New rules for casinos could spur growth in Baton Rouge market

The Business Report

Changes being sought to Louisiana gaming laws—like allowing riverboat casinos to move onto land—could help grow the Baton Rouge market, economic development officials said today.

Changing the rules regulating the casino game rests with the Legislature, but, regardless of what lawmakers might do, it appears the Baton Rouge market can sustain three casinos—a notion panned by many when L’Auberge entered the market five years ago.

Since then, adjusted gross revenues from casinos in East Baton Rouge Parish has grown by $92 million, according to figures tracked by the Louisiana Gaming Control Board. That doesn’t mean there hasn’t been a reshuffling of the casino revenue deck. Hollywood Casino, in particular, has been hurt by the opening of L’Auberge, with its annual revenue declining from $122 million in the 2011-12 fiscal year to $67.3 million last year, a drop of $54.7 million.

So far, “every indication” is that Baton Rouge can continue to handle three casinos, says Baton Rouge Area Chamber President and CEO Adam Knapp.

Knapp told the Riverboat Economic Development and Gaming Task Force that allowing riverboats to move on land, relaxing the restrictions on the amount of gaming space and clearing the way for sports betting would have a positive economic impact on the region. The task force has not yet finalized any recommendations, and Knapp said BRAC hasn’t taken a position on them.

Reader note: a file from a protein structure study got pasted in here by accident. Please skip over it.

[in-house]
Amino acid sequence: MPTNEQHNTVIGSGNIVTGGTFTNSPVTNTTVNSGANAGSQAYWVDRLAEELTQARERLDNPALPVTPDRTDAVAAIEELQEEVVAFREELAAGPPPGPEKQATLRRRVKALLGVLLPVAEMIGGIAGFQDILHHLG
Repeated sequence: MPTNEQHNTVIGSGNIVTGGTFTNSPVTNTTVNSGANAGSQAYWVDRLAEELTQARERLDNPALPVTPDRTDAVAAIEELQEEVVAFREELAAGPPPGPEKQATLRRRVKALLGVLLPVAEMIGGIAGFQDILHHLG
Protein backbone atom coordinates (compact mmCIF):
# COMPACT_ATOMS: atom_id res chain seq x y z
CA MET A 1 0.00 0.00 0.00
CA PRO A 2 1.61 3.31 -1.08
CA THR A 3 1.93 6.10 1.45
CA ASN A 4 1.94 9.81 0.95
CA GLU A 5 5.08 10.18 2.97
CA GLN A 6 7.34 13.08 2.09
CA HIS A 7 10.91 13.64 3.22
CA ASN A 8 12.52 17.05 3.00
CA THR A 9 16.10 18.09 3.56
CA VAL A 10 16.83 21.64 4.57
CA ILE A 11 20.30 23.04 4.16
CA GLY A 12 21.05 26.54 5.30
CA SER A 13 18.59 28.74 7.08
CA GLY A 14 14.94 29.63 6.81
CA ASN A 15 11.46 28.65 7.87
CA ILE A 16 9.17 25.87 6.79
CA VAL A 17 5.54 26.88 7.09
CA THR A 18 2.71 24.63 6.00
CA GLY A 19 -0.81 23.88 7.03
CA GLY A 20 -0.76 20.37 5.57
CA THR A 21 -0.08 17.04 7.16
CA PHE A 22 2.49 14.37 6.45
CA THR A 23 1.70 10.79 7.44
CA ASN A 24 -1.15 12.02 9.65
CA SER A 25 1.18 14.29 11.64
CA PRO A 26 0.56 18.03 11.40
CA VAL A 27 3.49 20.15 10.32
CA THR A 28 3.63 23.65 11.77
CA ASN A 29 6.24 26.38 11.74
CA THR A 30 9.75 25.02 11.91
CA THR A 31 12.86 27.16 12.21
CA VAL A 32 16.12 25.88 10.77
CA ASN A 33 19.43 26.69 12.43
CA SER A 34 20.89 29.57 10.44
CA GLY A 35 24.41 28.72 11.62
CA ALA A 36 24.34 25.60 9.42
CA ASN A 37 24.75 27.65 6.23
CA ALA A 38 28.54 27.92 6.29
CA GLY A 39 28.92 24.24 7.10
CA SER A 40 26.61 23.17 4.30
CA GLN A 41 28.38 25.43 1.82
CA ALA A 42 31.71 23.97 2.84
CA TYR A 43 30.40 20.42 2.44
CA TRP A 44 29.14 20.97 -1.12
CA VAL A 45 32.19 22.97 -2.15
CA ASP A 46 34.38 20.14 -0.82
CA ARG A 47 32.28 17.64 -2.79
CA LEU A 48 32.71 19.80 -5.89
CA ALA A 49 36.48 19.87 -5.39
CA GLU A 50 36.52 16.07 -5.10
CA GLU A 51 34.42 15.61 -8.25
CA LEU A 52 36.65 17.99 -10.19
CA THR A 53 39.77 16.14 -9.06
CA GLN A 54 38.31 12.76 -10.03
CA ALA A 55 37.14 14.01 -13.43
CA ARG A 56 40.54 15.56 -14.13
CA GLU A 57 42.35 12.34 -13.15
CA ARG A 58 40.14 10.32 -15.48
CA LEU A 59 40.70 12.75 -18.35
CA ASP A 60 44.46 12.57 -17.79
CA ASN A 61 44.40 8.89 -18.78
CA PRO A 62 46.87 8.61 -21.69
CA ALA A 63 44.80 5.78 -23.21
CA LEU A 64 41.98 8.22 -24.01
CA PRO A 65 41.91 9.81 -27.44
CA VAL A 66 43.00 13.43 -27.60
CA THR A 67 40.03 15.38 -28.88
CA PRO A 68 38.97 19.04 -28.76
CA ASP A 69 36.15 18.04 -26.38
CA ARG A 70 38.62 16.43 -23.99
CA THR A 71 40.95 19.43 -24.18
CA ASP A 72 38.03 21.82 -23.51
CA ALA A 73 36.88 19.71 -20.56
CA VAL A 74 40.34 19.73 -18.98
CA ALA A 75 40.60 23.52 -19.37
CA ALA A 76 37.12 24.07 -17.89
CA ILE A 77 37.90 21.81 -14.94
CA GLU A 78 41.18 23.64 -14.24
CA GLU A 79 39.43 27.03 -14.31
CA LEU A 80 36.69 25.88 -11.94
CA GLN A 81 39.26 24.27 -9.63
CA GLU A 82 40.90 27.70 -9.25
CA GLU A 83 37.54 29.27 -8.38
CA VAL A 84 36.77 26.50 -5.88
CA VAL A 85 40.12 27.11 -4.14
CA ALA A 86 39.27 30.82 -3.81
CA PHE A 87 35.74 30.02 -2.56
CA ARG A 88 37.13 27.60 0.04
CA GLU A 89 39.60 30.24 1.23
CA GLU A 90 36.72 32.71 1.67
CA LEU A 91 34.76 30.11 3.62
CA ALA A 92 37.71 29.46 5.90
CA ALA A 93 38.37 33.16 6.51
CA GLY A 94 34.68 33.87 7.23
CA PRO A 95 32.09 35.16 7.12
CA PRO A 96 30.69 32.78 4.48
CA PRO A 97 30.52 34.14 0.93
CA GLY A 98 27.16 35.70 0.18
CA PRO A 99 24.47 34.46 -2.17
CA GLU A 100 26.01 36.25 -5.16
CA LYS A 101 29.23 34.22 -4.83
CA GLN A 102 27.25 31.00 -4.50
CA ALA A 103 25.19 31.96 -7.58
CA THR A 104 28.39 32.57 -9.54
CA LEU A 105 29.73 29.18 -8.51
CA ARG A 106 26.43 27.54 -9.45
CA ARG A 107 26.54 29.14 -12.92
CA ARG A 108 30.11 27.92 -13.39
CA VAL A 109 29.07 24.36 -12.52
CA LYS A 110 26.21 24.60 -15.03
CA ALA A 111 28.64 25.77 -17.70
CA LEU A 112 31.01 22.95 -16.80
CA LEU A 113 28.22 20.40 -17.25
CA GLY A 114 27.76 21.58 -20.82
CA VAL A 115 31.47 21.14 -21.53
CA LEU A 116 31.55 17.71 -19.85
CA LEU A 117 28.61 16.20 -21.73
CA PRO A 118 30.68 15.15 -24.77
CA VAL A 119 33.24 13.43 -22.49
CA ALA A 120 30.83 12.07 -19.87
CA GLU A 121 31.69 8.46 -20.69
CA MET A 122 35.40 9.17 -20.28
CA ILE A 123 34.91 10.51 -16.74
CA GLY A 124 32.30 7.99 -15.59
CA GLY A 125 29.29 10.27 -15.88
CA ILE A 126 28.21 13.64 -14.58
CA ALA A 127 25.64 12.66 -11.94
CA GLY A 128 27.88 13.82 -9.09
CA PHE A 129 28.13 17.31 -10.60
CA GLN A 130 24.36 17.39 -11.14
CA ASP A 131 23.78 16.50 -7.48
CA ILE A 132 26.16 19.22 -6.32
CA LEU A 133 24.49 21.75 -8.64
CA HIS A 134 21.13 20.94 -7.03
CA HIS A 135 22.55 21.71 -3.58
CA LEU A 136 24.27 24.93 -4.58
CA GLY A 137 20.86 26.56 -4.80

Even without those changes, he says the market is likely to remain healthy. Employment at casinos in Baton Rouge peaked in 2013 and has dropped by 381 since then. Still, the industry is forecasted to stabilize and maintain its current level of employees, which sits at around 1,890—500 more jobs than existed in 2011. Revenues have stayed steady in 2017 and, according to the latest count through October, are on track to outpace last year’s tally.

Ronnie Jones, chair of the task force and of the Gaming Control Board, says it is likely the task force will recommend some form of land-based gaming, which has already happened in many other states. That move could spur investments at the first-generation casinos, making them more competitive with L’Auberge. Executives at the Belle of Baton Rouge all but promised a move into the 50,000-square-foot atrium adjacent to the hotel if the rules are passed by the Legislature.

“My sense is Baton Rouge can sustain three properties,” Jones says. “Obviously the newer property is always going to be a tougher competitive piece for the other two more traditional boats.”

L’Auberge shook up the Baton Rouge market almost immediately after opening up. Last year, the facility took in an estimated $161 million, up from $122 million its first year of operation.

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